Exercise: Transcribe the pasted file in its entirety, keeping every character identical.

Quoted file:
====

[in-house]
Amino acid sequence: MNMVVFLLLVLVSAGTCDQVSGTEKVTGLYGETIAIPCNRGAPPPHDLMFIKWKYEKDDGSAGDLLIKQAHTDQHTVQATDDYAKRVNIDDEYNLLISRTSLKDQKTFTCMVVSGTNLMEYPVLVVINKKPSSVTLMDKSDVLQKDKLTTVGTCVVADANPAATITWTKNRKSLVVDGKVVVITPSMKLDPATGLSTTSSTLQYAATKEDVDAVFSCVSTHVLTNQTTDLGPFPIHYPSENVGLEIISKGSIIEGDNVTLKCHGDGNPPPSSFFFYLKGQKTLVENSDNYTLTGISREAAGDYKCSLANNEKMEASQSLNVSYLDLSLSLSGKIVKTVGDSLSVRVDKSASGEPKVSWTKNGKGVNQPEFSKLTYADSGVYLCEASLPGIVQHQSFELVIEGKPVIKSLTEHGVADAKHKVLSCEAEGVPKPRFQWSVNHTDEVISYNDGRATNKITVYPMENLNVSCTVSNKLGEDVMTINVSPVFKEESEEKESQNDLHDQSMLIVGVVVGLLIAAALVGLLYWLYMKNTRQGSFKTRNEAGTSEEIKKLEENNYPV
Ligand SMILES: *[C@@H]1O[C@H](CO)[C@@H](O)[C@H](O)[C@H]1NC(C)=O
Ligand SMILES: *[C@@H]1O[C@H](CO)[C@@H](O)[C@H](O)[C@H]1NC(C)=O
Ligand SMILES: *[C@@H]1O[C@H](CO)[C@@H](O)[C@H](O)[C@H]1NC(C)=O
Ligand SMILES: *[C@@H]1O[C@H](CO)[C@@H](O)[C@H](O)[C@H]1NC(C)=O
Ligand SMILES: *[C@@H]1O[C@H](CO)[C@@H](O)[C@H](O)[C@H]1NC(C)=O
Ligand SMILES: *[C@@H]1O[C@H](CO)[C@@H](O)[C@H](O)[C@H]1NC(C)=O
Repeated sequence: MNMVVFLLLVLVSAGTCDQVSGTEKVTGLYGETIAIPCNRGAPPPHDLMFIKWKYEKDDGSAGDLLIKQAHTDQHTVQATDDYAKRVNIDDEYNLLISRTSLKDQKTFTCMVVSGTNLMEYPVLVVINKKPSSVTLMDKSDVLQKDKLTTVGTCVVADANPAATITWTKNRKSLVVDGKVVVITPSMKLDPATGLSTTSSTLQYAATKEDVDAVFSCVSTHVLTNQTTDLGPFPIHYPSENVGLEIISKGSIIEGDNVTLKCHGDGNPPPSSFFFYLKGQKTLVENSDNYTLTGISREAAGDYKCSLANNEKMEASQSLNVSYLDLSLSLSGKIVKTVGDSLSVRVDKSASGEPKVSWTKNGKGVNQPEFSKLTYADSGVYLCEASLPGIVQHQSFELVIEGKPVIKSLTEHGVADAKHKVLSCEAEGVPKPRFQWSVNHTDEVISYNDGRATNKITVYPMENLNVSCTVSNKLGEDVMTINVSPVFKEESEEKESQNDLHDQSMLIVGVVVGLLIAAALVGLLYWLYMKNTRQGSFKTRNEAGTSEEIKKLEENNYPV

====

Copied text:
[in-house]
Amino acid sequence: MNMVVFLLLVLVSAGTCDQVSGTEKVTGLYGETIAIPCNRGAPPPHDLMFIKWKYEKDDGSAGDLLIKQAHTDQHTVQATDDYAKRVNIDDEYNLLISRTSLKDQKTFTCMVVSGTNLMEYPVLVVINKKPSSVTLMDKSDVLQKDKLTTVGTCVVADANPAATITWTKNRKSLVVDGKVVVITPSMKLDPATGLSTTSSTLQYAATKEDVDAVFSCVSTHVLTNQTTDLGPFPIHYPSENVGLEIISKGSIIEGDNVTLKCHGDGNPPPSSFFFYLKGQKTLVENSDNYTLTGISREAAGDYKCSLANNEKMEASQSLNVSYLDLSLSLSGKIVKTVGDSLSVRVDKSASGEPKVSWTKNGKGVNQPEFSKLTYADSGVYLCEASLPGIVQHQSFELVIEGKPVIKSLTEHGVADAKHKVLSCEAEGVPKPRFQWSVNHTDEVISYNDGRATNKITVYPMENLNVSCTVSNKLGEDVMTINVSPVFKEESEEKESQNDLHDQSMLIVGVVVGLLIAAALVGLLYWLYMKNTRQGSFKTRNEAGTSEEIKKLEENNYPV
Ligand SMILES: *[C@@H]1O[C@H](CO)[C@@H](O)[C@H](O)[C@H]1NC(C)=O
Ligand SMILES: *[C@@H]1O[C@H](CO)[C@@H](O)[C@H](O)[C@H]1NC(C)=O
Ligand SMILES: *[C@@H]1O[C@H](CO)[C@@H](O)[C@H](O)[C@H]1NC(C)=O
Ligand SMILES: *[C@@H]1O[C@H](CO)[C@@H](O)[C@H](O)[C@H]1NC(C)=O
Ligand SMILES: *[C@@H]1O[C@H](CO)[C@@H](O)[C@H](O)[C@H]1NC(C)=O
Ligand SMILES: *[C@@H]1O[C@H](CO)[C@@H](O)[C@H](O)[C@H]1NC(C)=O
Repeated sequence: MNMVVFLLLVLVSAGTCDQVSGTEKVTGLYGETIAIPCNRGAPPPHDLMFIKWKYEKDDGSAGDLLIKQAHTDQHTVQATDDYAKRVNIDDEYNLLISRTSLKDQKTFTCMVVSGTNLMEYPVLVVINKKPSSVTLMDKSDVLQKDKLTTVGTCVVADANPAATITWTKNRKSLVVDGKVVVITPSMKLDPATGLSTTSSTLQYAATKEDVDAVFSCVSTHVLTNQTTDLGPFPIHYPSENVGLEIISKGSIIEGDNVTLKCHGDGNPPPSSFFFYLKGQKTLVENSDNYTLTGISREAAGDYKCSLANNEKMEASQSLNVSYLDLSLSLSGKIVKTVGDSLSVRVDKSASGEPKVSWTKNGKGVNQPEFSKLTYADSGVYLCEASLPGIVQHQSFELVIEGKPVIKSLTEHGVADAKHKVLSCEAEGVPKPRFQWSVNHTDEVISYNDGRATNKITVYPMENLNVSCTVSNKLGEDVMTINVSPVFKEESEEKESQNDLHDQSMLIVGVVVGLLIAAALVGLLYWLYMKNTRQGSFKTRNEAGTSEEIKKLEENNYPV